[lsb-discuss] LSB futures tracker: Rendezvous

Jeff Licquia jeff at licquia.org
Thu Jun 22 13:48:31 PDT 2006

On Thu, 2006-06-22 at 07:15 -0700, Wichmann, Mats D wrote:
> I notice someone created an LSB Futures tracker item
> for Apple's Rendezvous.
> http://www.freestandards.org/futures/candidates/rendezvous/index.html
> Besides the fact that they now call the technology
> Bonjour, I think the problem statement is wrong, it
> shouldn't be "add Rendezvous to the LSB because
> somebody asked for it", I think it should be to add
> automated network service discovery similar to how
> it's provided by Bonjour.  

There are a few levels to this.  There's a network protocol, which is
sometimes called Zeroconf and sometimes called by whatever name Apple is
using for it this week.  That protocol is standardized by the IETF, so
we shouldn't break from that.

Then, there's the question of how Linux developers take advantage of
Zeroconf.  The client perspective isn't too interesting, since we can
either standardize an ABI or expect that people will do the usual socket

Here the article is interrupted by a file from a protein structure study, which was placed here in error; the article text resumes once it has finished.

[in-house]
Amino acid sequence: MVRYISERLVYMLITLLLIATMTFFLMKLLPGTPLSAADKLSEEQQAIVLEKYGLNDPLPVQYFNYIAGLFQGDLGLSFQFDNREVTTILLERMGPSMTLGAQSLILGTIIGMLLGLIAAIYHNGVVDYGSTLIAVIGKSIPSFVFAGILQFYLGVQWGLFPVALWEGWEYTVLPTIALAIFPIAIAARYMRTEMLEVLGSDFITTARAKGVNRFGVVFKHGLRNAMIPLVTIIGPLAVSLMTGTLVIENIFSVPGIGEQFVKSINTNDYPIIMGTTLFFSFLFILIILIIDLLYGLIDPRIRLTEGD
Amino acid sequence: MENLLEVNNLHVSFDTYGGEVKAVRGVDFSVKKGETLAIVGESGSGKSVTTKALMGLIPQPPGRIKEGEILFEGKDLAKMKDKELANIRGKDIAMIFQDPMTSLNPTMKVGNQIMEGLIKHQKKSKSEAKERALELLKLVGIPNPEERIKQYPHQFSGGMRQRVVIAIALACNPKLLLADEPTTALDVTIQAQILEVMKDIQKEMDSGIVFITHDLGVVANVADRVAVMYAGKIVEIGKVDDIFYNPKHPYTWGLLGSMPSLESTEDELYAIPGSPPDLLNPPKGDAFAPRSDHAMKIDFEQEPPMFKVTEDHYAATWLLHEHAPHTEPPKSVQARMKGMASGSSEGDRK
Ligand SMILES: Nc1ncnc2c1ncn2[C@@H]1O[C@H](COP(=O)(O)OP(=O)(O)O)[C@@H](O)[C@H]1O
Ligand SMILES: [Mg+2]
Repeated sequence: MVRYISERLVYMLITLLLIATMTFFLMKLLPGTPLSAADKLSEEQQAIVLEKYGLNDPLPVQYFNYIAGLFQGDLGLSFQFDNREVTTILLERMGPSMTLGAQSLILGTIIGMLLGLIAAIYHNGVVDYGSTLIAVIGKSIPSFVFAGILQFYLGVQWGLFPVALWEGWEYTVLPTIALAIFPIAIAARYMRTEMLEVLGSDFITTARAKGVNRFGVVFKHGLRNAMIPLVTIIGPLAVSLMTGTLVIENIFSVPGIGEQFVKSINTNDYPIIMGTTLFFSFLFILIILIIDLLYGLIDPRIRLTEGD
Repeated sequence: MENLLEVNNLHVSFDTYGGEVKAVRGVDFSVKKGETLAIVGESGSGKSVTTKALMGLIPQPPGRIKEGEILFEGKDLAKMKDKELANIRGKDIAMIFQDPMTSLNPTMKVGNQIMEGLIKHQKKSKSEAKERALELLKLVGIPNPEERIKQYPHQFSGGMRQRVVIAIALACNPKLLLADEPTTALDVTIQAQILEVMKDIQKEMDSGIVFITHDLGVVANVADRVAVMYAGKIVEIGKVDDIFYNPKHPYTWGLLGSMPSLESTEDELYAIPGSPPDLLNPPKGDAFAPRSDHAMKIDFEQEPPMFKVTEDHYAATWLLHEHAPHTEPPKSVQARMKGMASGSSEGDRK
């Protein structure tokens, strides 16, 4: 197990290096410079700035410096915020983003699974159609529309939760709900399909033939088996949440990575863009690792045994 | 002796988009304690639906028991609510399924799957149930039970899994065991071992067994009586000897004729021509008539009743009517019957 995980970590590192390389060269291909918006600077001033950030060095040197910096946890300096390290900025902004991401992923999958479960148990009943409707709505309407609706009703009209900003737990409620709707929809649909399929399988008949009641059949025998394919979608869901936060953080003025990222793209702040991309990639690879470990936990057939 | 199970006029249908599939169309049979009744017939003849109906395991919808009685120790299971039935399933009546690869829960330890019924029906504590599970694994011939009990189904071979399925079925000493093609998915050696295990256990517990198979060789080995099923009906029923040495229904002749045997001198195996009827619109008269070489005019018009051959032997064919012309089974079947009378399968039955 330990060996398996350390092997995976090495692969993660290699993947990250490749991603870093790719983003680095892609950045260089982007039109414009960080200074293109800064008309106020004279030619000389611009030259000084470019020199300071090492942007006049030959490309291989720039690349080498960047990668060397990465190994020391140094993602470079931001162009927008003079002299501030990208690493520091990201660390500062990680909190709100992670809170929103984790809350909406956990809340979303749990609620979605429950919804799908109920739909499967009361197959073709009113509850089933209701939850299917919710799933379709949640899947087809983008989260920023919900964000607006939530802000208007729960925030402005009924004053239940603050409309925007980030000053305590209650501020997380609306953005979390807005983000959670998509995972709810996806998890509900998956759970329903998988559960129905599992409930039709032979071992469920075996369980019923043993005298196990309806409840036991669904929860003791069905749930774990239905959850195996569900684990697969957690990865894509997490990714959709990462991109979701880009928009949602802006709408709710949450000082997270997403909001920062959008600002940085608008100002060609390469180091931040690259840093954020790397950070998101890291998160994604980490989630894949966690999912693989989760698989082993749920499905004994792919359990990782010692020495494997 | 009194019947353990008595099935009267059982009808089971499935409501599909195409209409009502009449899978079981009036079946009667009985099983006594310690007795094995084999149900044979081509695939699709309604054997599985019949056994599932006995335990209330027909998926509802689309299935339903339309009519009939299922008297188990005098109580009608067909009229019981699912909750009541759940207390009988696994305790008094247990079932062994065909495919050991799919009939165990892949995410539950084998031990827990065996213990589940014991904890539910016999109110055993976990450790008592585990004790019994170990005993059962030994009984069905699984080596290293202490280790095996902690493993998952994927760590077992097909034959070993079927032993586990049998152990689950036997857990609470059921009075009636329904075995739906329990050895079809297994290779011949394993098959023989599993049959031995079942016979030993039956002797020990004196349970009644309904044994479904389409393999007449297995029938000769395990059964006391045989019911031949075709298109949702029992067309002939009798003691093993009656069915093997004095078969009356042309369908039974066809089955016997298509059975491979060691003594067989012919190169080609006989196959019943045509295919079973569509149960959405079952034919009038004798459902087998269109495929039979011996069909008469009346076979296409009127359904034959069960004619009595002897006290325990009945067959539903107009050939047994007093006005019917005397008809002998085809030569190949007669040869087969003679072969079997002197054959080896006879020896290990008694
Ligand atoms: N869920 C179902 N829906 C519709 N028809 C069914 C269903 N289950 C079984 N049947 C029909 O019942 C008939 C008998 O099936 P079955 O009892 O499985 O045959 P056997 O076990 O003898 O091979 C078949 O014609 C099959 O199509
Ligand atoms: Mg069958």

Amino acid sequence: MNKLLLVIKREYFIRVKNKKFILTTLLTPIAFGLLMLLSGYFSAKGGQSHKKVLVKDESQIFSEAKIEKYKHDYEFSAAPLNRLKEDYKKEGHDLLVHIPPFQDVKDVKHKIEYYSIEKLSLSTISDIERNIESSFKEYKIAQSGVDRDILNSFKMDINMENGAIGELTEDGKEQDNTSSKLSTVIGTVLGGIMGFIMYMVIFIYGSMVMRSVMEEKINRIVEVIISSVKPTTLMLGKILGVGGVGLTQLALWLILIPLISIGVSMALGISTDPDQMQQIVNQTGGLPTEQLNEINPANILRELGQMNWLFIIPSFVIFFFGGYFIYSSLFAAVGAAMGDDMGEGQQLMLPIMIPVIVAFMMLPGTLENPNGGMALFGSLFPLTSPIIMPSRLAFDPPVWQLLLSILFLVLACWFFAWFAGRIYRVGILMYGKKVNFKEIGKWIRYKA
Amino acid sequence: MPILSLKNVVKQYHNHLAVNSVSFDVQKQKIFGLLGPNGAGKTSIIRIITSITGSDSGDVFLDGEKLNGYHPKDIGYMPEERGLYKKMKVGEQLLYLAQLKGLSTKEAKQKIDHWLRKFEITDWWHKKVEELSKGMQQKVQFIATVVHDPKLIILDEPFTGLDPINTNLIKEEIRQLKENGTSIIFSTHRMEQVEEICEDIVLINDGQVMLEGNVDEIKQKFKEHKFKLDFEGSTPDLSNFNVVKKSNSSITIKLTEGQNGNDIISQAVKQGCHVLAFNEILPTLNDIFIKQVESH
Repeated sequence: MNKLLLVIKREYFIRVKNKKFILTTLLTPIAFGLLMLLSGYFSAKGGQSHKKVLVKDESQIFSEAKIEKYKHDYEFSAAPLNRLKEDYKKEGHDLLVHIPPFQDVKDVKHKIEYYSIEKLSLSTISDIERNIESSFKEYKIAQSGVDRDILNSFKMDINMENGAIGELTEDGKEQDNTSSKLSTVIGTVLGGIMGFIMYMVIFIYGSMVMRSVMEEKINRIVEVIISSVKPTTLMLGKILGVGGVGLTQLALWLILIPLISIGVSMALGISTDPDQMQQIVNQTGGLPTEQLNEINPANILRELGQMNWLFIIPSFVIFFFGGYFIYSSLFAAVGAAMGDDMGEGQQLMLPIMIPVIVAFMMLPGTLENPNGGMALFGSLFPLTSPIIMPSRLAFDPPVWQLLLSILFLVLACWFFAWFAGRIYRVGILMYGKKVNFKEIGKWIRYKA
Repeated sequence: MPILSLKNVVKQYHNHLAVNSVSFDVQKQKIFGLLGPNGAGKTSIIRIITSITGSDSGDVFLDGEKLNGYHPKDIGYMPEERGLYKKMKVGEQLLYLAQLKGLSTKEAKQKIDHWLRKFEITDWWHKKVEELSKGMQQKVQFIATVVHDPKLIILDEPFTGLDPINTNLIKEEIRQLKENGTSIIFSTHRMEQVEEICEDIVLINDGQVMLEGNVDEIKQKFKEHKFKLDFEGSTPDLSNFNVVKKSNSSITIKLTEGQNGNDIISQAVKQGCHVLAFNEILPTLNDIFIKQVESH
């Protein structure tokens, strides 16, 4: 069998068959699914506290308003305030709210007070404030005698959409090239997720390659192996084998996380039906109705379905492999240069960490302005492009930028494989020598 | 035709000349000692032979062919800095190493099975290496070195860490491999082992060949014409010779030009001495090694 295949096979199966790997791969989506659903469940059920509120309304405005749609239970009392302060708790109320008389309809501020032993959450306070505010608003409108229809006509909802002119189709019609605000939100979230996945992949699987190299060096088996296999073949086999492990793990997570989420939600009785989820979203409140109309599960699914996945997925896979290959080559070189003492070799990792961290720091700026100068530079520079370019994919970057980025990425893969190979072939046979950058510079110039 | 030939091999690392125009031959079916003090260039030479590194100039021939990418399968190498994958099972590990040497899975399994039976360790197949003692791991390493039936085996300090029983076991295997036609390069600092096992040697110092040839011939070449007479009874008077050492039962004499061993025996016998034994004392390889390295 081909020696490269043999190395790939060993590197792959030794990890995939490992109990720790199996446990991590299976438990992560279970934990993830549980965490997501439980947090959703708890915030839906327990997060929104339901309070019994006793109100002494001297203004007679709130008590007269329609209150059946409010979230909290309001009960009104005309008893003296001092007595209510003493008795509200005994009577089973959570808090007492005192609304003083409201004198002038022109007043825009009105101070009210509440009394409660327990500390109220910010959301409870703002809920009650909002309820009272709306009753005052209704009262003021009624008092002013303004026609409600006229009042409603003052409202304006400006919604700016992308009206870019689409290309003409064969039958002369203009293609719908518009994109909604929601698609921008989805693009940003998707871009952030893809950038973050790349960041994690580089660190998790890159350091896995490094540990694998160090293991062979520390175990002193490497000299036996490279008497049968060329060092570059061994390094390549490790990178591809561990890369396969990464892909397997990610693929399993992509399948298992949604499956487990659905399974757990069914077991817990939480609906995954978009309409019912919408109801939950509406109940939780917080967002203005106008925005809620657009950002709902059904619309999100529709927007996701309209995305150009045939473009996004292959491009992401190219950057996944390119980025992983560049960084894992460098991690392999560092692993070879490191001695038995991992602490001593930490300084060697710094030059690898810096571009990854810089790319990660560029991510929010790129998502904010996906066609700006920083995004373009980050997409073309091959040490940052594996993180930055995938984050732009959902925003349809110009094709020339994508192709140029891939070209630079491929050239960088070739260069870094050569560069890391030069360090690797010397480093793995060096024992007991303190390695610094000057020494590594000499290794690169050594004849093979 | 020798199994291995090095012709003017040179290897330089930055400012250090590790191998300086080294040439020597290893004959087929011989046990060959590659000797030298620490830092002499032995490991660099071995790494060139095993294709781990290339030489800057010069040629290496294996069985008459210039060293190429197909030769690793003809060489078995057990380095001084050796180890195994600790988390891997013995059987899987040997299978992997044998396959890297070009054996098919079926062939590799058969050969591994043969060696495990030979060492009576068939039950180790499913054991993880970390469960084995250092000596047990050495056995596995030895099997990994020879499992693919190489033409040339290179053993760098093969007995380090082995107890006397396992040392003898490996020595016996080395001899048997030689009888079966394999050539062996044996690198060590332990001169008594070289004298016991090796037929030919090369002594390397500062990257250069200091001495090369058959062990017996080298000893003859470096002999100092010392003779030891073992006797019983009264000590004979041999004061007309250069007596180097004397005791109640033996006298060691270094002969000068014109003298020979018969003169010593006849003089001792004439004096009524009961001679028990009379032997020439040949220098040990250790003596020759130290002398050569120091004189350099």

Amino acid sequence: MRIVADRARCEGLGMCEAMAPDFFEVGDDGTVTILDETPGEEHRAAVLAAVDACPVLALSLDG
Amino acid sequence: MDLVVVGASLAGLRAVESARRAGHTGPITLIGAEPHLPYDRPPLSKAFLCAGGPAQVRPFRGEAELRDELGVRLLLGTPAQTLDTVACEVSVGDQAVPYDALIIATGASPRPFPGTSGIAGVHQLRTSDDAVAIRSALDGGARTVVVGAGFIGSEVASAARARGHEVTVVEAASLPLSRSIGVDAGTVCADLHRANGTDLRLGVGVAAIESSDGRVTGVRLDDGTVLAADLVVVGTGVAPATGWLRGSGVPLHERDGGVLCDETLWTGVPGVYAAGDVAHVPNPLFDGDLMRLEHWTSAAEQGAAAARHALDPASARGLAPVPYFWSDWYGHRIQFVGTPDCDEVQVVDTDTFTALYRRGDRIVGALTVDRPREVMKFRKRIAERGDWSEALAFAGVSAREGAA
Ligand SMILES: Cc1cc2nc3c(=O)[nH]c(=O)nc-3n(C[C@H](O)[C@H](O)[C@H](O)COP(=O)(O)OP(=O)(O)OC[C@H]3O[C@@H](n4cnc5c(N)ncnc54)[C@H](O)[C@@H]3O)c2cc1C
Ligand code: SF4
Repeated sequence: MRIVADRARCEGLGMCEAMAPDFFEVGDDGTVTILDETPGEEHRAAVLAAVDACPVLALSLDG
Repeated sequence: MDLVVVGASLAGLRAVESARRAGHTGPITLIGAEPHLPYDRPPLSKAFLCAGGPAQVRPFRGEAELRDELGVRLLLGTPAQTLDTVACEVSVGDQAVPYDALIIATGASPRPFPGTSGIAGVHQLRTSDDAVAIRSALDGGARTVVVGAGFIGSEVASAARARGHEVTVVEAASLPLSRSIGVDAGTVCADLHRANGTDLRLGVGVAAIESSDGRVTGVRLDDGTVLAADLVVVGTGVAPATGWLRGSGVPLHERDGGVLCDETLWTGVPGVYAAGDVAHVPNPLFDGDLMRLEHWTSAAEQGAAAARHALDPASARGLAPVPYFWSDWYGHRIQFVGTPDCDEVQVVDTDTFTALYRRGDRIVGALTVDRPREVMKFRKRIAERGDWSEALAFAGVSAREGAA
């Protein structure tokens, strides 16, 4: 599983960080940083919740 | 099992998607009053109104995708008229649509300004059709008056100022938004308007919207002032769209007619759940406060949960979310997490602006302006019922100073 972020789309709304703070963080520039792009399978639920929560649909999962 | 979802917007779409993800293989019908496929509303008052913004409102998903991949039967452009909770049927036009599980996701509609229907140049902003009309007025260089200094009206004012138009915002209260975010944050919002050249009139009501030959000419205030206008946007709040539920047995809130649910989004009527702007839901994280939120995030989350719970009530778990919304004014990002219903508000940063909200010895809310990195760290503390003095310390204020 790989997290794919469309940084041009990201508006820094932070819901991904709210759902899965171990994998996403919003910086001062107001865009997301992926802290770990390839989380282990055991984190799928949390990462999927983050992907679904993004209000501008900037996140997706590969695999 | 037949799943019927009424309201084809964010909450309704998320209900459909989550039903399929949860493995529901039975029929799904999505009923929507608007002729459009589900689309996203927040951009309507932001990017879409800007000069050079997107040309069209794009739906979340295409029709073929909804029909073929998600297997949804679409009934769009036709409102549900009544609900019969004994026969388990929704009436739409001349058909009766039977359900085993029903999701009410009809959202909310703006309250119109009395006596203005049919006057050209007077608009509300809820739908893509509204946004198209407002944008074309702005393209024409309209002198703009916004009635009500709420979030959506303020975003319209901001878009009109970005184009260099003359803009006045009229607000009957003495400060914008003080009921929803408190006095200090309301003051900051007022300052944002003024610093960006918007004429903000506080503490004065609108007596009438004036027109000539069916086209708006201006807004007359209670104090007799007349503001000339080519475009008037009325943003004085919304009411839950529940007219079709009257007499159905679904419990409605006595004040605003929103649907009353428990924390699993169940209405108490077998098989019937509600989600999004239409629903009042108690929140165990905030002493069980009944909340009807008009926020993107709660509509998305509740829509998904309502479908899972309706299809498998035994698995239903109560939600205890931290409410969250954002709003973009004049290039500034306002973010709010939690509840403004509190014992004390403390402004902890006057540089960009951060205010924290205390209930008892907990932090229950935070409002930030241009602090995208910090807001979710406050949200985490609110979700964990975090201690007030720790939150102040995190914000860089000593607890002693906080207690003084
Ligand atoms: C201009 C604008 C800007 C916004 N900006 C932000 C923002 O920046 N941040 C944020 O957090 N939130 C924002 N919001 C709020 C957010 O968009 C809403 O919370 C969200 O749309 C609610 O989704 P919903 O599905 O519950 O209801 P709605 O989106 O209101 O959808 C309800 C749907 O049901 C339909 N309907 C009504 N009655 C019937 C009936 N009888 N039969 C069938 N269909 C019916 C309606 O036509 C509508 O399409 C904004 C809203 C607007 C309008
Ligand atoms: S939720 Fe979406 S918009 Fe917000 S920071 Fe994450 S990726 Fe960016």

stuff on their own.

Where it gets interesting is on the server level, because most Zeroconf
implementations I've seen require you to somehow register your service
with the system before it is advertised by the protocol server.

This may not be all that interesting, since it seems from my quick
observations that Avahi is taking over in the non-Mac Unix space, so we
can just standardize Avahi's registration procedure.  This does, though,
implicitly bring in the CUPS question: to what extent do we want to
force an implementation on non-Linux people in the LSB?

There's also an interesting side-question, which we might want to think
about.  In order to register a protocol, you have to have a protocol ID
of some kind.  This means there must be an ID registry.  How is that
managed?  How can services unique to Linux/Unix get representation in
the registry?  Is that a role the FSG can play?

> So should this tracker be updated, or just thrown
> away and a new one started?

I suppose it depends on how valuable the previous information is.  It
was correct at one time, but isn't really correct any more.  Do we care
about that?

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